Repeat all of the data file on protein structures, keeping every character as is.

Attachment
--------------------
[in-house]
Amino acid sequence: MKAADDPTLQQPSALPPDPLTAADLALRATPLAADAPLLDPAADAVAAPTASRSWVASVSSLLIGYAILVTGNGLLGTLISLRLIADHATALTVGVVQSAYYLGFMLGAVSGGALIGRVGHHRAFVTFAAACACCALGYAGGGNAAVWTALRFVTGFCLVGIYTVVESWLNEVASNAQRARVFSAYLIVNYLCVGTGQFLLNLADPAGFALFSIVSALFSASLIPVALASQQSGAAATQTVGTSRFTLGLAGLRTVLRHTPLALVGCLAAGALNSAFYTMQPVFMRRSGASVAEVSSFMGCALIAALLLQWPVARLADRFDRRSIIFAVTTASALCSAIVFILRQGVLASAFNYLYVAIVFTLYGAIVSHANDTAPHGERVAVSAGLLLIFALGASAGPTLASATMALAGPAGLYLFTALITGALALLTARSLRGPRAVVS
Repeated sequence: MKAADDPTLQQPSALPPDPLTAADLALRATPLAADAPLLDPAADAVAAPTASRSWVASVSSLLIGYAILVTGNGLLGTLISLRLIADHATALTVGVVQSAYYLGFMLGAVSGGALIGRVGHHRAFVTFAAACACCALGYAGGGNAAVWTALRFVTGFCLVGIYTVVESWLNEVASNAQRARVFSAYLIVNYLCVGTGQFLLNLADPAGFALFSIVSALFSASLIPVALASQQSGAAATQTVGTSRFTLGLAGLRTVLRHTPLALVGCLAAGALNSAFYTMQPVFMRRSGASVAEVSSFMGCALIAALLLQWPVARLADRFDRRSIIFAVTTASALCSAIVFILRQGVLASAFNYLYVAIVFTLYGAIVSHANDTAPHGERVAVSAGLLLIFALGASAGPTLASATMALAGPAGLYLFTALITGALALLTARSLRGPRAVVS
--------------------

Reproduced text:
[in-house]
Amino acid sequence: MKAADDPTLQQPSALPPDPLTAADLALRATPLAADAPLLDPAADAVAAPTASRSWVASVSSLLIGYAILVTGNGLLGTLISLRLIADHATALTVGVVQSAYYLGFMLGAVSGGALIGRVGHHRAFVTFAAACACCALGYAGGGNAAVWTALRFVTGFCLVGIYTVVESWLNEVASNAQRARVFSAYLIVNYLCVGTGQFLLNLADPAGFALFSIVSALFSASLIPVALASQQSGAAATQTVGTSRFTLGLAGLRTVLRHTPLALVGCLAAGALNSAFYTMQPVFMRRSGASVAEVSSFMGCALIAALLLQWPVARLADRFDRRSIIFAVTTASALCSAIVFILRQGVLASAFNYLYVAIVFTLYGAIVSHANDTAPHGERVAVSAGLLLIFALGASAGPTLASATMALAGPAGLYLFTALITGALALLTARSLRGPRAVVS
Repeated sequence: MKAADDPTLQQPSALPPDPLTAADLALRATPLAADAPLLDPAADAVAAPTASRSWVASVSSLLIGYAILVTGNGLLGTLISLRLIADHATALTVGVVQSAYYLGFMLGAVSGGALIGRVGHHRAFVTFAAACACCALGYAGGGNAAVWTALRFVTGFCLVGIYTVVESWLNEVASNAQRARVFSAYLIVNYLCVGTGQFLLNLADPAGFALFSIVSALFSASLIPVALASQQSGAAATQTVGTSRFTLGLAGLRTVLRHTPLALVGCLAAGALNSAFYTMQPVFMRRSGASVAEVSSFMGCALIAALLLQWPVARLADRFDRRSIIFAVTTASALCSAIVFILRQGVLASAFNYLYVAIVFTLYGAIVSHANDTAPHGERVAVSAGLLLIFALGASAGPTLASATMALAGPAGLYLFTALITGALALLTARSLRGPRAVVS